What to look for when you buy handcrafted soap
In the last few years, the interest in making one’s own soap or purchasing handmade bars has exploded. Many of these crafters take their profession quite seriously, investing in professional education, garnering experience and working to create the very best product they can. We are proud to count ourselves among them.
However, there are those who see handcrafted soap as a way to make a quick buck. Sadly, I’ve seen multiple Facebook and blog postings from people seeking advice with soap recipes, with some variation on the idea that they “need to churn out some soap and make extra money this summer.”
In its purest form, soap-making is mixing a base with a compilation of fatty acids to create a completely different product. While you do not have to be a chemist to make soap, it certainly helps to have more than a rudimentary understanding of the nature of the process, the interrelationships between the ingredients and what to do if the recipe suddenly goes awry.
Artisanal soap is a blessing to many and has helped many a person reverse dryness, itching and flaking. Artisan makers have the ability to individualize recipes, use only organic ingredients and create works of beauty and art for use while bathing. Premium soap is a small indulgence we are all entitled to in our hectic, stressful world.
So, how can you determine if your source of handmade soap comes from a knowledgeable and skilled artisan? Use these tips to help you discern quality before buying.
- Ingredients — An experienced soap maker should be able to tell you what they used to create the soap and, more importantly, the specific benefits of those ingredients.
- Type of process — Ask if the soap maker used a melt and pour, hot or cold process method — and why. If you get the deer in the headlights look, move on.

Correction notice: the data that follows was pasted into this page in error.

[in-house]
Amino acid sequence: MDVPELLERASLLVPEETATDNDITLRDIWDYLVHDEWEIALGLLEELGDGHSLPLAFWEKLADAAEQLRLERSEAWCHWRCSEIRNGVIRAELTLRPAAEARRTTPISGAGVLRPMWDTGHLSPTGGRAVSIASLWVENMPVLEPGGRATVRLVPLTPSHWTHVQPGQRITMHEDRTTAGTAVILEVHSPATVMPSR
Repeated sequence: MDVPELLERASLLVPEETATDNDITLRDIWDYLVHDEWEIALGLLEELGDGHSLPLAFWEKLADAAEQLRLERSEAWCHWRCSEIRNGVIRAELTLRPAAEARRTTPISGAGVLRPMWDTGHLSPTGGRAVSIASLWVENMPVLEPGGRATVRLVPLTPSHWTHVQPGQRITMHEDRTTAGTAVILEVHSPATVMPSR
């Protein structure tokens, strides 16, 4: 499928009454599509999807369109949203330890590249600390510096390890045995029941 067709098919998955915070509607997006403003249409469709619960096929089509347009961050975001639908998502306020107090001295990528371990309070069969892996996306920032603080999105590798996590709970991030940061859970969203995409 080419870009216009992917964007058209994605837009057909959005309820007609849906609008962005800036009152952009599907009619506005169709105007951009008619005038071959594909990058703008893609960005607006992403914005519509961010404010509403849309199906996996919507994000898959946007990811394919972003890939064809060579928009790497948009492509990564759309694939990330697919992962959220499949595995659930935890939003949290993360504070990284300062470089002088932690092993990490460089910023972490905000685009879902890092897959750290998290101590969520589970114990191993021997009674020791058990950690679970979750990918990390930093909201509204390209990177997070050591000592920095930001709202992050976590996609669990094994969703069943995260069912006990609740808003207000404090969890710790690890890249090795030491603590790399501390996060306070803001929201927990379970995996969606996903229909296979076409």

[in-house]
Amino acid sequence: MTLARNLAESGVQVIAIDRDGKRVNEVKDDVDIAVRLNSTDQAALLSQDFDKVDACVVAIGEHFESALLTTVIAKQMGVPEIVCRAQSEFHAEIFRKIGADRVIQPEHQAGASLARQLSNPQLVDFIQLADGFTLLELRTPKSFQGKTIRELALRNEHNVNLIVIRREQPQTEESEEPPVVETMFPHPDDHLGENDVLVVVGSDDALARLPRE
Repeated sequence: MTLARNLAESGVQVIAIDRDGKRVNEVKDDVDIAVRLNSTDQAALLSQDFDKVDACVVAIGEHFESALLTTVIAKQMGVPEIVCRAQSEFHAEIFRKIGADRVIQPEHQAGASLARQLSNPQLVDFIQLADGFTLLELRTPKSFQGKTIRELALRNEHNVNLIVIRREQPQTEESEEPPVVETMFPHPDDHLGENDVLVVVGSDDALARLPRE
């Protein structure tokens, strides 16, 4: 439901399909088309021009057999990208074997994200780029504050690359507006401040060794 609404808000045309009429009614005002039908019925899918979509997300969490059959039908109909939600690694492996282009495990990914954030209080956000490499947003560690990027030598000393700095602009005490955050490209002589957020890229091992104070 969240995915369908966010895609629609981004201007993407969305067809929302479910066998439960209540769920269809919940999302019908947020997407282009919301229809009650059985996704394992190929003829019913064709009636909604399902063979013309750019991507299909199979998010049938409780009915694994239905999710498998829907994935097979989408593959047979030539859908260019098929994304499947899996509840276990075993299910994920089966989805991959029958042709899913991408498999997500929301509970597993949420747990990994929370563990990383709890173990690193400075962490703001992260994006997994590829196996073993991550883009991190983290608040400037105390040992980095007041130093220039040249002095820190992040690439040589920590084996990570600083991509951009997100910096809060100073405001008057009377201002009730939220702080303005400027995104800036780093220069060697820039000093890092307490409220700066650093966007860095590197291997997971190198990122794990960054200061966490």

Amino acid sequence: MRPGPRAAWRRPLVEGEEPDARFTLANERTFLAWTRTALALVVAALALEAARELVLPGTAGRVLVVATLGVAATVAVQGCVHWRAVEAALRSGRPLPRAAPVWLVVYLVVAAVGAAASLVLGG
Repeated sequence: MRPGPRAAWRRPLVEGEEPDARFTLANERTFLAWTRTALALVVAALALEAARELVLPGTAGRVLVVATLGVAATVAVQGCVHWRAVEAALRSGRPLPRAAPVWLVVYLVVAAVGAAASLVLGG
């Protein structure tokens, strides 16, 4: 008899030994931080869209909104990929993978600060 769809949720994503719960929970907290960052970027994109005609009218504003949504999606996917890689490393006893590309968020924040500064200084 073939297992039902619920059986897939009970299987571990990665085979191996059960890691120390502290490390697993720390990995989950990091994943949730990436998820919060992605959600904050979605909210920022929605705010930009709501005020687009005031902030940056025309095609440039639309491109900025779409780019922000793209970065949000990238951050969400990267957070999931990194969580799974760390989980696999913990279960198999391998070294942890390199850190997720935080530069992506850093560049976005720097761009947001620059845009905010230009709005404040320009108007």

- Hardness — If you can press a divot into the soap, it may not be fully cured, or it may have a large percentage of liquid oils or soft butters. A lack of hardness can lead to the soap washing away quickly.
- Orange spots — This is an indication of excess oils in the recipe that were not converted into soap. The bar will eventually develop an odor and has the potential to go rancid and become unusable.
- Chalky or crumbly texture — This undesirable texture is a potential indication that too much lye was used making the soap. It will be highly alkaline and thus drying.
- Labeling — If the seller promotes their soap beyond being just a cleanser — moisturizing or conditioning, for example — they are legally required to list all the ingredients on the label or packaging.
- Certification — Dedicated handcrafted soap makers have the opportunity to become certified through the National Handcrafted Soap and Cosmetic Guild. Hundreds of makers achieve certification every year by investing the time and money into education/testing to ensure they produce a quality, skin safe product. Visit the National Handcrafted Soap and Cosmetic Guild to find one that appeals to you!